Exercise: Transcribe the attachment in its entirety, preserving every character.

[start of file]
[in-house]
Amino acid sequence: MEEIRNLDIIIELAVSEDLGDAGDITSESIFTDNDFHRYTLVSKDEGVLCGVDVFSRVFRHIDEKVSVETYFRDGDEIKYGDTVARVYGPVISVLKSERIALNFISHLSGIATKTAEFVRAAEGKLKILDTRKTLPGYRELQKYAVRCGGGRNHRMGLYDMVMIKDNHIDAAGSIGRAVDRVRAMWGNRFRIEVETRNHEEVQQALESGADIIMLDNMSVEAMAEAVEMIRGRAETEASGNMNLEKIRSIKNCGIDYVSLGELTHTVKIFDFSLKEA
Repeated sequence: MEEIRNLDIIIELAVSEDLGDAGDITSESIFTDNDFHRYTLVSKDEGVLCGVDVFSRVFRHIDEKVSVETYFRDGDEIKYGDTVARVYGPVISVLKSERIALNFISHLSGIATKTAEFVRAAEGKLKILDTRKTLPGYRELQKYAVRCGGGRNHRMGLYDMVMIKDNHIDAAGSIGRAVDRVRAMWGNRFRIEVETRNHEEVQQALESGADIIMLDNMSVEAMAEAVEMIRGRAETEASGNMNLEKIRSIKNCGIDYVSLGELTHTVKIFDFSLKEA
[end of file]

[in-house]
Amino acid sequence: MEEIRNLDIIIELAVSEDLGDAGDITSESIFTDNDFHRYTLVSKDEGVLCGVDVFSRVFRHIDEKVSVETYFRDGDEIKYGDTVARVYGPVISVLKSERIALNFISHLSGIATKTAEFVRAAEGKLKILDTRKTLPGYRELQKYAVRCGGGRNHRMGLYDMVMIKDNHIDAAGSIGRAVDRVRAMWGNRFRIEVETRNHEEVQQALESGADIIMLDNMSVEAMAEAVEMIRGRAETEASGNMNLEKIRSIKNCGIDYVSLGELTHTVKIFDFSLKEA
Repeated sequence: MEEIRNLDIIIELAVSEDLGDAGDITSESIFTDNDFHRYTLVSKDEGVLCGVDVFSRVFRHIDEKVSVETYFRDGDEIKYGDTVARVYGPVISVLKSERIALNFISHLSGIATKTAEFVRAAEGKLKILDTRKTLPGYRELQKYAVRCGGGRNHRMGLYDMVMIKDNHIDAAGSIGRAVDRVRAMWGNRFRIEVETRNHEEVQQALESGADIIMLDNMSVEAMAEAVEMIRGRAETEASGNMNLEKIRSIKNCGIDYVSLGELTHTVKIFDFSLKEA